Today’s big question

Will Britain fall into a recession this summer?

Spiralling cost of living comes after the Russian invasion of Ukraine

Concerns are growing that Britain might slip into a recession amid slow post-lockdown growth and squeezed household incomes.

Economists have warned that the “double blow” of slowing growth and sky-rocketing living costs after the Russian invasion of Ukraine could see a fall in gross domestic product (GDP) for two consecutive quarters, “the definition of a recession”, reported The Guardian

Thanks to “weaker than expected” growth in February, and inflation reaching its “highest levels since 1992” in April, forecasters have predicted that UK GDP is “on track” to grow by about 1% in the first quarter of 2022, “before slipping into reverse this summer”, said the paper. The economy is likely to shrink in the second quarter, before growing by just 0.2% in the third quarter, according to James Smith, an economist at the Dutch bank ING.

“It’ll be pretty close to a technical recession,” Smith told the paper. “Even if one is avoided then we’ll still only see fairly unexciting growth numbers.”

Slowest growth in G7

Despite assertions otherwise from Boris Johnson, the UK is set to be the slowest-growing G7 economy, as both the cost-of-living crisis and Rishi Sunak’s widely criticised tax increases “slow economic activity to a crawl”, reported the Financial Times (FT). 

Just last month Johnson told the Conservative Party conference that due to the country’s speedy vaccination programme, the UK was set to have “the fastest growing economy in the G7”. But a new International Monetary Fund forecast has tipped the economies of the other six G7 countries – US, Japan, Germany, France, Italy and Canada – to grow faster. And economists speaking to the FT have pointed out that the UK’s economic performance compared to the rest of the G7 has simply been “average”.

Britain’s economy is set to increase by just 1.2% in 2023 – and inflation is tipped to be “higher than every other G7 member and slower to return to its 2% target”, said the paper. 

The UK is also at risk of entering into a “prolonged” period of so-called “stagflation” – defined as a period of slow growth in gross domestic product coupled to high inflation – thanks to surging consumer prices coupled with sluggish economic growth, reported Valentina Romei in the FT.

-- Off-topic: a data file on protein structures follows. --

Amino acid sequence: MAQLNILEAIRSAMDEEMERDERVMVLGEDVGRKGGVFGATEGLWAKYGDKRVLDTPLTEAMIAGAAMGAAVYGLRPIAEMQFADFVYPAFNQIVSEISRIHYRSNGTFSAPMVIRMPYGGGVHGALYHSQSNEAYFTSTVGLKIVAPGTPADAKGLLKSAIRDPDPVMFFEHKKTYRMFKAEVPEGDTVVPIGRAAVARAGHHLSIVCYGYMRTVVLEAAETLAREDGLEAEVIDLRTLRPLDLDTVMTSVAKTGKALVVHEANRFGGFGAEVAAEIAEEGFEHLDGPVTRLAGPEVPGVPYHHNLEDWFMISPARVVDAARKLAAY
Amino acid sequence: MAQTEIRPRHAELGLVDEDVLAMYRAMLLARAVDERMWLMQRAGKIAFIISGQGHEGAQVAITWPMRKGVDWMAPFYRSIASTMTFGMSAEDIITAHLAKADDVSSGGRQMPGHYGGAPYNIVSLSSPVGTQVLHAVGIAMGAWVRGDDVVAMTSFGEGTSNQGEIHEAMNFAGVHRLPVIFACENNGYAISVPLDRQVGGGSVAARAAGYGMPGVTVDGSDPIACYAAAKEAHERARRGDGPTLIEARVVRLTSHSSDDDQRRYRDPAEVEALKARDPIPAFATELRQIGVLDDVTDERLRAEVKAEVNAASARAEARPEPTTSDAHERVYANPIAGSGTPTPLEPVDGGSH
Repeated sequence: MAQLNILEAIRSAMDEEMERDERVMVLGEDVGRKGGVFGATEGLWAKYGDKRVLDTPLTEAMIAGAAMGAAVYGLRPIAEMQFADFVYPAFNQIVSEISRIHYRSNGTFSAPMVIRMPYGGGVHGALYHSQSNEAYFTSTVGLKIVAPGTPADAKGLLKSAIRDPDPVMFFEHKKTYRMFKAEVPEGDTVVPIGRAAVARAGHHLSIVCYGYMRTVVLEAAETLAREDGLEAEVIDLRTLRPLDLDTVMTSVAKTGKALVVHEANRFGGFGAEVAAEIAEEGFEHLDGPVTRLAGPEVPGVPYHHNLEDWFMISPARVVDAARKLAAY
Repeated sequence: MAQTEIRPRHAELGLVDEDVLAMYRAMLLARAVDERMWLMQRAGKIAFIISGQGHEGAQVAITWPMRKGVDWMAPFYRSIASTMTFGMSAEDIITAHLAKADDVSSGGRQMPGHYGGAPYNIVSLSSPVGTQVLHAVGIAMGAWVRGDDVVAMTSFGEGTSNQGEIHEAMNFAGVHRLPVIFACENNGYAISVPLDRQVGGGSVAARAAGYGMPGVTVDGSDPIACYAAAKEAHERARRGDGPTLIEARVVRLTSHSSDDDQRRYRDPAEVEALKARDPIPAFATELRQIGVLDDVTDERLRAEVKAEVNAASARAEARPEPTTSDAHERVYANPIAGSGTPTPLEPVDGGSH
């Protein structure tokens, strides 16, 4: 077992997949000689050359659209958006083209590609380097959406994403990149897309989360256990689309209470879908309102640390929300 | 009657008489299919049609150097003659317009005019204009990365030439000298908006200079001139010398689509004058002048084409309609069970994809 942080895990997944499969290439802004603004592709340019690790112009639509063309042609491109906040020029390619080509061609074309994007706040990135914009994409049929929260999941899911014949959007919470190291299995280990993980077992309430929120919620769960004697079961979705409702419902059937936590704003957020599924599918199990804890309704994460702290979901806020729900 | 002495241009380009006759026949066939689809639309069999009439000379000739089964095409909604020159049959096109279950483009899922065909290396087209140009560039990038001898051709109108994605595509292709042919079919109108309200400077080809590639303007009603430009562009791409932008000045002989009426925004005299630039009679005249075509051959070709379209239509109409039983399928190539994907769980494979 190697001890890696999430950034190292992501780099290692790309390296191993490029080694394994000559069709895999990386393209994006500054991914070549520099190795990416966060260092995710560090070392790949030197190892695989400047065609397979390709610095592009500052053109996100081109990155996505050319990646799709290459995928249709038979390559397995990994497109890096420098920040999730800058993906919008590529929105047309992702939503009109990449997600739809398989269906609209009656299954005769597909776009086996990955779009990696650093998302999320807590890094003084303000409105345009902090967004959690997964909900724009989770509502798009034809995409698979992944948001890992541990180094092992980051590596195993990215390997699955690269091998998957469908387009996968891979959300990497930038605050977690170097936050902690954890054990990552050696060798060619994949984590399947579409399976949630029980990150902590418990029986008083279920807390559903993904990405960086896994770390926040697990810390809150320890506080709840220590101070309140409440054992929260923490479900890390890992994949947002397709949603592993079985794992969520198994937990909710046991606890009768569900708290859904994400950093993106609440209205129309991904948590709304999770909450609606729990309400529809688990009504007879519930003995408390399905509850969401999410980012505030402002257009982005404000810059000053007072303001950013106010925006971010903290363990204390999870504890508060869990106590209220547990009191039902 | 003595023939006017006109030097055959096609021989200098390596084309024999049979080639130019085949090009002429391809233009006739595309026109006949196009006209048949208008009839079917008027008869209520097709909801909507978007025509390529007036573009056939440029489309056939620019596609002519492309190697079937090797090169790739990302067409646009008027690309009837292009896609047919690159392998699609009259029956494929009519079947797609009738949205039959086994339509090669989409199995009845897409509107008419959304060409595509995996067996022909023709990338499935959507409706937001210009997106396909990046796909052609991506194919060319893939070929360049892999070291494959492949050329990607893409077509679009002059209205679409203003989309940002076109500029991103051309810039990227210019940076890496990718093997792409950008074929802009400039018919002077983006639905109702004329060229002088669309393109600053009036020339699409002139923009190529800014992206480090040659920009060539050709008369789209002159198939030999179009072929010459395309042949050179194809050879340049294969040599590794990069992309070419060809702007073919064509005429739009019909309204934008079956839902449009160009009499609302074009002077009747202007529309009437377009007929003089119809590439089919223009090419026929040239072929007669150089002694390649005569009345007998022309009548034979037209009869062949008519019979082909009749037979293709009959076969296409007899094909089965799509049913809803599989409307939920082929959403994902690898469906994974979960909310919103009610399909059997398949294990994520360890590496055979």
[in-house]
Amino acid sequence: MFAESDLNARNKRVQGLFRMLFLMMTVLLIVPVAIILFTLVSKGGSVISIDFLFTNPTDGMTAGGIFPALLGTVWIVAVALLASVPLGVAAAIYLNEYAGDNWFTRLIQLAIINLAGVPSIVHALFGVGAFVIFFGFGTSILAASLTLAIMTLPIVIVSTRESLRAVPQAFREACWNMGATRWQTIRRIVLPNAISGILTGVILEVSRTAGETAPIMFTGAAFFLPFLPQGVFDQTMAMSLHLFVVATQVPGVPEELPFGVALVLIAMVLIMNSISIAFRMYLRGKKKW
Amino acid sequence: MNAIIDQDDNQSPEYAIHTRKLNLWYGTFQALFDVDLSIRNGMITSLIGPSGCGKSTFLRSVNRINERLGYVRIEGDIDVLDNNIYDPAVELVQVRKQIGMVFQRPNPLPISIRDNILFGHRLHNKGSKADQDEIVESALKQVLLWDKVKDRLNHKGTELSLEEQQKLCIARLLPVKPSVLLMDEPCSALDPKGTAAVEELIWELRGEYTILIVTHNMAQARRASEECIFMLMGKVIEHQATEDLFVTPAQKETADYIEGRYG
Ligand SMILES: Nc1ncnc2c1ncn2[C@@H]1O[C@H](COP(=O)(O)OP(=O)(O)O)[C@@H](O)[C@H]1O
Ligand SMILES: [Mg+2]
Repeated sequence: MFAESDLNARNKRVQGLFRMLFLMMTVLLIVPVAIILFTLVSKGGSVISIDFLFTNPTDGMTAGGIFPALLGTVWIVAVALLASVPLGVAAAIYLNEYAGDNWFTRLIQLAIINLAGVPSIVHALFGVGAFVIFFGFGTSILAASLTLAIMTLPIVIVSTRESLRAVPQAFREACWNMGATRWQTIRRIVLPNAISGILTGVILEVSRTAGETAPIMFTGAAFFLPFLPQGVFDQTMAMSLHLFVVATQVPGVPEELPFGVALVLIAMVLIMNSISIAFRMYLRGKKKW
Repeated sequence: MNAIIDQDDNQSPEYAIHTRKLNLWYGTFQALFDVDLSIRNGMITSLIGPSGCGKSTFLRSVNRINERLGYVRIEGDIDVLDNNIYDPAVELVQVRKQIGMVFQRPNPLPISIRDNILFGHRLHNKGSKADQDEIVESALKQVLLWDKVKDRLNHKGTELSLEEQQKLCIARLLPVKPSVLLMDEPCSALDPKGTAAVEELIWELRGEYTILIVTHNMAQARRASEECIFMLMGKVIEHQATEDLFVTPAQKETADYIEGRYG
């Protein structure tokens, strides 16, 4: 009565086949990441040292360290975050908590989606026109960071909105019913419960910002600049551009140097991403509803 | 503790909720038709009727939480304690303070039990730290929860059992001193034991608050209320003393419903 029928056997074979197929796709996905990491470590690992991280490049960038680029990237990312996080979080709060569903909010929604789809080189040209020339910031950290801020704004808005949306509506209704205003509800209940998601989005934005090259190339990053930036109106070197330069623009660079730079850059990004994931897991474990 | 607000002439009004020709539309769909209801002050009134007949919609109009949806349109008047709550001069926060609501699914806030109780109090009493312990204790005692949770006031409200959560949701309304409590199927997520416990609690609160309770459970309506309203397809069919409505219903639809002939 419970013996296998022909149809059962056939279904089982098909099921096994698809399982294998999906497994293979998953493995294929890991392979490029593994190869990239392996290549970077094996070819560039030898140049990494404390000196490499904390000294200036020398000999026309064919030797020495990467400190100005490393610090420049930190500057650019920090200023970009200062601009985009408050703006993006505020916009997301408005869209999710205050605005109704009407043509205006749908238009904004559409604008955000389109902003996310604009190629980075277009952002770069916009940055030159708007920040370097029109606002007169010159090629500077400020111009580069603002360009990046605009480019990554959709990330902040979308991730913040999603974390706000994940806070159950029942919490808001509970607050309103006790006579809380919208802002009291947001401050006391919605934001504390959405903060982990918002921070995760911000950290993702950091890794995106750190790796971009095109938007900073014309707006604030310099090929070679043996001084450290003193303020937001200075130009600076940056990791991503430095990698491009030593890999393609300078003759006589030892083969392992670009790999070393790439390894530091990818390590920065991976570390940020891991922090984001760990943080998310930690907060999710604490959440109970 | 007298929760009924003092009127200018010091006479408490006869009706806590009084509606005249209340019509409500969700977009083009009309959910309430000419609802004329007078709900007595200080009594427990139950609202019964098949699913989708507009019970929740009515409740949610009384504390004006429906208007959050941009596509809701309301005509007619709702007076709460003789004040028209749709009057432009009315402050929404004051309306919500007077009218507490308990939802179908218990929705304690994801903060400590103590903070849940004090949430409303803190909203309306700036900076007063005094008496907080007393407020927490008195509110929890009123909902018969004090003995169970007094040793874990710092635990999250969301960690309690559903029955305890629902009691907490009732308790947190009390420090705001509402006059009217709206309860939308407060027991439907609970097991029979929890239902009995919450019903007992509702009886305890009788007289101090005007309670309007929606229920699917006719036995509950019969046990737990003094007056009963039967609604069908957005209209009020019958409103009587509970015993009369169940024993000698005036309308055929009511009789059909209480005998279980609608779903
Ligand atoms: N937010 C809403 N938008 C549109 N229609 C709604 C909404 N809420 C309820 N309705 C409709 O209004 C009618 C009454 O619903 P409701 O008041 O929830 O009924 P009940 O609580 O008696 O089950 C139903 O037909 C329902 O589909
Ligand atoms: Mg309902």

“The spectre of stagflation stalks the UK economy,” said Ed Monk, an associate director at the investment management company Fidelity International.

Protecting your money in a recession

While the lingering effects of Covid on the economy means that “persistent growth is not a guarantee”, The Telegraph contended that a true recession is “unlikely”. According to the Office for National Statistics, the UK’s GDP shrank by 0.2% in December, but its GDP for the final three months of the year was 1% higher than the previous quarter.

However, in the event of a recession, the paper advises consumers to “pay down any expensive debt that you may have, such as credit cards”. Those with multiple debts should “address the borrowing with the highest interest rate first, and then move on to the next”. It also advises building an emergency cash fund to help protect against unexpected bills or periods of unemployment. 

Households can lean on lockdown savings

The savings many households accumulated over lockdowns may “cushion the blow of rising costs and falling real wages”, said John Stepek in MoneyWeek.

It also means that “a slide in incomes doesn’t have to mean a corresponding slide in spending”, he added. 

But the biggest “unknown” in the economic equation is energy prices. If they come down, rather than staying where they are – or rise higher – “it would make a big difference both to inflation and to household budgets”.

Nevertheless, costs are likely to rise faster than incomes, returns on investments and cash savings, meaning that consumers will “have to be much more attentive” to their investments and personal finances in 2022 – but a recession is “by no means baked in just yet”, Stepek concluded.

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